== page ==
Left to My Own Devices

My parents rarely left me alone until I was 10 or so. On the occasions when I was left alone, at home, to my own devices, I went buckwild.

My parents were, until very recently, very boring people. Boring by these standards: They paid their taxes. They had the same jobs since I was born. They subscribed to your standard suburban people magazines: Time, Better Homes & Gardens, Sports Illustrated. The people in their address books actually lived at those addresses and those were their real names. Their hobbies were reading, golfing, cooking, and vacationing to non-exotic places, like the beaches in South Carolina. They never talked about illicit drug use, shagging in microbuses, or anything else truly insane, other than doing unscrupulous things while drunk, like driving over railroad tracks, but that happened before I was born, so it really didn't count. Not that I wouldn't have been horrified (!!!) if my parents actually had talked about these things like they actually happened recently, "So, you know, we were all just lounging on Patty's back porch and talking about the best way to tame Wisteria when all of a sudden, Monica, started the wave, and by that I mean she lifted up her shirt..." but my childhood was mainly stable and very boring, and, for this, I consider myself very fortunate.

These days, my parents are much more interesting. But I'm not going to give you the goods on them for free. You'll have to pay to read about them in my autobiography. After I write it, someday.

But back to being home alone in the house of my boring parents. Even if my mother was only gone to the bank for 15 minutes, I would raid all of her Christmas letters - the ones that were addressed exclusively to her. I would go through her jewelry box and try on all of her gypsy-ish earrings. I would try to unlock my father's briefcase. I would go jump on the living room couch, reserved only for sitting on when company came over.

None of these activities ever netted me the kind of mischievous satisfaction I had hoped it would. Of course it didn't. My parents were very boring people.

And if they had anything exciting to hide? I'm sure they would have hidden it, in places that I would never have thought to look.

As years passed by and I was left at home with my siblings for long nights, and as I garnered a fairly large pool of babysitting clients, the temptation to stir up trouble began to fade. I didn't want to look at things that didn't have my name on them. I didn't want to open doors, or briefcases, that were obviously barring me from entry. I don't know if this was part of becoming a teenager and feeling as though I had so many thoughts of my own to keep under lock and key, but I began to be more respectful of the responsibility of being left alone.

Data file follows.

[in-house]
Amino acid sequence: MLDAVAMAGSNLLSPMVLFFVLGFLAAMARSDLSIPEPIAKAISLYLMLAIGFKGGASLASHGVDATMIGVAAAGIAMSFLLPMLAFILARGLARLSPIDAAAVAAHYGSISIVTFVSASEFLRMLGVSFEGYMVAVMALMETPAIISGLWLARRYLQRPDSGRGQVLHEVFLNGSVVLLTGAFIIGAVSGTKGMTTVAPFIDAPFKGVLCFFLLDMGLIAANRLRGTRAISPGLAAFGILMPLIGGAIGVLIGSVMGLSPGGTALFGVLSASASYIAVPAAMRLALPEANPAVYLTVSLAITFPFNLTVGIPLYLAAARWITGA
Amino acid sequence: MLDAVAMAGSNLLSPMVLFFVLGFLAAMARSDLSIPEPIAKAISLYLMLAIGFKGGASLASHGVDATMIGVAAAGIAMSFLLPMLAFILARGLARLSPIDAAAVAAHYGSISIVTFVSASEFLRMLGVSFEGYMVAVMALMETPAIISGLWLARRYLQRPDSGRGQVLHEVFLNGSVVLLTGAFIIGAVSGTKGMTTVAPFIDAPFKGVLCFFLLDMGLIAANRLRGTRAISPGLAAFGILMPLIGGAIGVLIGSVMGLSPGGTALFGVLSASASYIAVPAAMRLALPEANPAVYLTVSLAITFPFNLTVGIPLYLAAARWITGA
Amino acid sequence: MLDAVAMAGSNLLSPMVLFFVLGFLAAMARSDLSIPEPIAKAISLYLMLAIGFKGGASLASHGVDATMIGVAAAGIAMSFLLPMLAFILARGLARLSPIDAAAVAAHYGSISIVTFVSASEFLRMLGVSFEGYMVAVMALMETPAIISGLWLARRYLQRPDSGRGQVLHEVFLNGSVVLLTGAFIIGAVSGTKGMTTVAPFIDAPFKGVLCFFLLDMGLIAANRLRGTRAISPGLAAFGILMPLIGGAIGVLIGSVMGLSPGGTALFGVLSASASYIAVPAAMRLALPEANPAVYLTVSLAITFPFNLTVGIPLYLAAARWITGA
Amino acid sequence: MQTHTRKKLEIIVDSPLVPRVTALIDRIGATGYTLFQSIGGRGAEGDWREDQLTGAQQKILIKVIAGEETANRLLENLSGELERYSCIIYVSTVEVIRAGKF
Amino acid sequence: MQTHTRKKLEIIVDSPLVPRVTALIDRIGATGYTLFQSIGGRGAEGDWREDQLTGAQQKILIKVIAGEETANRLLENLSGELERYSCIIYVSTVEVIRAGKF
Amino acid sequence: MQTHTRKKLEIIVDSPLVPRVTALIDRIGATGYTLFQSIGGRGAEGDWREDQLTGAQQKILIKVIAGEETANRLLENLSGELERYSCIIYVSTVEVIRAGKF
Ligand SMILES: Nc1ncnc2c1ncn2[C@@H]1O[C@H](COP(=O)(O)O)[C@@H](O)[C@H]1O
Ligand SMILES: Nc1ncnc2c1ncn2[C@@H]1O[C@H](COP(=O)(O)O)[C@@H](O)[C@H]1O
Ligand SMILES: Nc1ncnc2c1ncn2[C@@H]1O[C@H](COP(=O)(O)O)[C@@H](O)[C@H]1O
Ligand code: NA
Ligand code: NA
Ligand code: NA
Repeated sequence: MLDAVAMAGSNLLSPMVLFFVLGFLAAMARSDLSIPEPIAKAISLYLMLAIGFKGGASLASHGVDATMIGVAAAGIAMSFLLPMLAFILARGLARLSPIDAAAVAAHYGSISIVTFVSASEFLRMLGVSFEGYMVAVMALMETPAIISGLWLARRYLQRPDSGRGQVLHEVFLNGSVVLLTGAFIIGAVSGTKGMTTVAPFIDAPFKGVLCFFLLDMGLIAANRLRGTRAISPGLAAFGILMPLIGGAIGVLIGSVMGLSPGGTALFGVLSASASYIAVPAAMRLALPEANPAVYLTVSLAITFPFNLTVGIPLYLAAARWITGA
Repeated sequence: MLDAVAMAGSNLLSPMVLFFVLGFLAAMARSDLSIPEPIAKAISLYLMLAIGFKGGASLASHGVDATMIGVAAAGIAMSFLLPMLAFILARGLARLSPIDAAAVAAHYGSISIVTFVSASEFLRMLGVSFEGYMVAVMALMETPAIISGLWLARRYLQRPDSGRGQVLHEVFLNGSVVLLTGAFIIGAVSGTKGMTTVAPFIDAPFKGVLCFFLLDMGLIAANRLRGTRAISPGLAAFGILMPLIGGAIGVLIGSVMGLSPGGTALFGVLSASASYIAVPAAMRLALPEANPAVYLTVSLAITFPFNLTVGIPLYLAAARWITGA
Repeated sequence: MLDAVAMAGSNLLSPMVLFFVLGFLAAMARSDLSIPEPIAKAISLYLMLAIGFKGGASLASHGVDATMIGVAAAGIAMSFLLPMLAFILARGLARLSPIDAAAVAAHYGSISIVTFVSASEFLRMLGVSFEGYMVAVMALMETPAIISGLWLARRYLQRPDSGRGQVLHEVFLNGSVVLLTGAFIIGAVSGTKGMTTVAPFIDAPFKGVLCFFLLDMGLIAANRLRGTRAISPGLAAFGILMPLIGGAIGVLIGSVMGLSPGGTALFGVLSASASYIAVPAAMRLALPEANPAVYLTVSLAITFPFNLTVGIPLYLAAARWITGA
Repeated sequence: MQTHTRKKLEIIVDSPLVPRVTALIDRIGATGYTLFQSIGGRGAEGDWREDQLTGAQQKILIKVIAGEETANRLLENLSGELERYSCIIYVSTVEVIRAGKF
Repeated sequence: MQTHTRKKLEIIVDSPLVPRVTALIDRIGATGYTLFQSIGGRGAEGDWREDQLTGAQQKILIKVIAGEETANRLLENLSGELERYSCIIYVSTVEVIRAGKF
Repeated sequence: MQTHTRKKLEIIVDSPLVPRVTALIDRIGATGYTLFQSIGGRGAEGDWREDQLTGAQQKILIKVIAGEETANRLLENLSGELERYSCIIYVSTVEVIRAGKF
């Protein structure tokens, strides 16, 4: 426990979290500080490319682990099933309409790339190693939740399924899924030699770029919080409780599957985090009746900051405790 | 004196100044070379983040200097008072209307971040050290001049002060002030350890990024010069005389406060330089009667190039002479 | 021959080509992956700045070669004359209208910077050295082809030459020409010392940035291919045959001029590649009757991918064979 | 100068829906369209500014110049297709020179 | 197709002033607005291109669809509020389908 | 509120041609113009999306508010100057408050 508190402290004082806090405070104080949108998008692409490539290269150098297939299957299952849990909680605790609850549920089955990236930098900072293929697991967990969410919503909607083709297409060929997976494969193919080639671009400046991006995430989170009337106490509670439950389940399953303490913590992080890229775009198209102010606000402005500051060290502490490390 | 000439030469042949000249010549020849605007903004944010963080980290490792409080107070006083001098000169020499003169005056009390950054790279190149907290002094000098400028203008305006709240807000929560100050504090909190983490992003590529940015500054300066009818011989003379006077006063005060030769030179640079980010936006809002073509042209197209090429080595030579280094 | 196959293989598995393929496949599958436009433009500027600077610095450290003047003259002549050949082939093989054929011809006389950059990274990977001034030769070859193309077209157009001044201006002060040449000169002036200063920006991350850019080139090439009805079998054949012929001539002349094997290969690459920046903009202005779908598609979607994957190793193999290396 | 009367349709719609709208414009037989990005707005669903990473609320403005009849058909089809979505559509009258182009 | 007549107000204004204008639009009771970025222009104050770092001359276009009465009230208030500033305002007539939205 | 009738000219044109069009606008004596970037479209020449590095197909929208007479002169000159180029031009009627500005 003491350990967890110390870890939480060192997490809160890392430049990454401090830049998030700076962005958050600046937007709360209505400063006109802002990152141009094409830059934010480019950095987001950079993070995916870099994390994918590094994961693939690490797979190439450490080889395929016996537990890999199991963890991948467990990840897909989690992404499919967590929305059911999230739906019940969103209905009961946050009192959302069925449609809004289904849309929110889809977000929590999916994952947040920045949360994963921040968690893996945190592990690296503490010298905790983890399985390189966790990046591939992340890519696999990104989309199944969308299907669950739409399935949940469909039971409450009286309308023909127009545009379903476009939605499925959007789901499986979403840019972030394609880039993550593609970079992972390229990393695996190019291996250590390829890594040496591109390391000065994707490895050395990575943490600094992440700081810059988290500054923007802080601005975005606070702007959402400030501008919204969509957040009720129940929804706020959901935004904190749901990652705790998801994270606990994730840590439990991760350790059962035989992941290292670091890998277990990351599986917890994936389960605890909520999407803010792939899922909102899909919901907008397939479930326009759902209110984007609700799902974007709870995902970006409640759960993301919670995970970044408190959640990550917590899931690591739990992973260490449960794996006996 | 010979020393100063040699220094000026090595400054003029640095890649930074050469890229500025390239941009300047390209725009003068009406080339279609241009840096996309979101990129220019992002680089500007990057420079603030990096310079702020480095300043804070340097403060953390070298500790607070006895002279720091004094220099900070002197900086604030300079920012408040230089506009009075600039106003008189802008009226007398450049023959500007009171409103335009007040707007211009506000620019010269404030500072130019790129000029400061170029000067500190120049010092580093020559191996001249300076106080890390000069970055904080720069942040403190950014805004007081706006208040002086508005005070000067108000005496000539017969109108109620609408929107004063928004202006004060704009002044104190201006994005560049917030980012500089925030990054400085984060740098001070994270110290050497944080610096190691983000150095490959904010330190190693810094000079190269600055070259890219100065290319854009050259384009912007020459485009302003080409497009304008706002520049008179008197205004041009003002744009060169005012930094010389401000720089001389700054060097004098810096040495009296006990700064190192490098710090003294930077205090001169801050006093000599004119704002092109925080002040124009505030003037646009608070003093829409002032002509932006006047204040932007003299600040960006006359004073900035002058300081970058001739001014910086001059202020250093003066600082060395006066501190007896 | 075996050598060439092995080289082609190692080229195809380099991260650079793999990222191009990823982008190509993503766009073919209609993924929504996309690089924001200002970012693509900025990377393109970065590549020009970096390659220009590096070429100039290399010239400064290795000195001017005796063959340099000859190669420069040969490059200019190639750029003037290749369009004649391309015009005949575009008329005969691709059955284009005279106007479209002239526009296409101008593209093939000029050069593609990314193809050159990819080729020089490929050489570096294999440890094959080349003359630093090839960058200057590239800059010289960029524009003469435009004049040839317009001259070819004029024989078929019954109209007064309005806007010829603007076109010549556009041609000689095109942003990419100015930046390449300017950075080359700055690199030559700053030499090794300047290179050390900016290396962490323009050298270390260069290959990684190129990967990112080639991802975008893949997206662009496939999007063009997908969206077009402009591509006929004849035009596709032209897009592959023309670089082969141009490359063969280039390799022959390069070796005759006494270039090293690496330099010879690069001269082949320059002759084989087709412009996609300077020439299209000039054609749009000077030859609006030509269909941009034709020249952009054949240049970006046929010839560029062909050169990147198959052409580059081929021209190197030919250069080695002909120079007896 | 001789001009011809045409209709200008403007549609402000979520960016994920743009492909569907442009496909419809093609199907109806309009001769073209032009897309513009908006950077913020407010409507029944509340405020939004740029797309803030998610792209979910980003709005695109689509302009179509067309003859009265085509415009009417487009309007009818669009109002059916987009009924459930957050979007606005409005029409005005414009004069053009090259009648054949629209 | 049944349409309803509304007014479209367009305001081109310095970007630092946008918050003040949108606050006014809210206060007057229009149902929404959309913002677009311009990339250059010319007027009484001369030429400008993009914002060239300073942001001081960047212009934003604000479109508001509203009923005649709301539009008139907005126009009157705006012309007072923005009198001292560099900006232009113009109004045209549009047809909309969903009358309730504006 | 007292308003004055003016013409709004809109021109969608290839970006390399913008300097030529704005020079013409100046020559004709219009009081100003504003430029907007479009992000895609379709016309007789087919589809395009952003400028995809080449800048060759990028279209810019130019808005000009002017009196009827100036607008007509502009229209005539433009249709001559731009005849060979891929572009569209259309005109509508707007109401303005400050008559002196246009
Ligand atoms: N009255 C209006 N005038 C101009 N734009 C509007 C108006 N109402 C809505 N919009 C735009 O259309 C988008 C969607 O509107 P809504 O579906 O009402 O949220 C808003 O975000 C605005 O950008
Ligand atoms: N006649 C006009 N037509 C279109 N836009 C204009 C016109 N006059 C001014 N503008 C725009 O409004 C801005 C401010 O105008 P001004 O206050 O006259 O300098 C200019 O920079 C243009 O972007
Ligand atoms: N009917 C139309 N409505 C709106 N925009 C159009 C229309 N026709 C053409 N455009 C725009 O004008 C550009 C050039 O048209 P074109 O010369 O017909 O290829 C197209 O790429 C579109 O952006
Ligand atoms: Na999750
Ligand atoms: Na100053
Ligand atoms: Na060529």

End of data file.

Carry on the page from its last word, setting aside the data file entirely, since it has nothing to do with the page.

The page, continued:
Now, however, since I am Never Alone, since I have the loathsome chore of coming home every night to a warm, loving body, who immediately asks what I want for dinner, the moments that are Mine All Mine alone in our two floors of ghetto fabulosity are rich and delicious. Yesterday, while Warm Loving Body was practicing for his triathlon, I staged a photoshoot -- Ohhh and we've lost the entire state of Utah's readership and that of my sister at the mention of the word photoshoot. Not that I implied it was anything risque, even though, when my bunkmate finally found the pictures after sitting at his laptop for 8 hours where the pictures were SAVED TO HIS DESKTOP WITH HIS NAME AND "LOOK AT THESE" clearly typed, I told him that the man from craigslist had come over to assist me, since I wasn't very talented with the tripod.

I soon think my bunkmate will be password-protecting his laptop from now on....

Mama didn't raise me with no manners. But she sure did give me an imagination.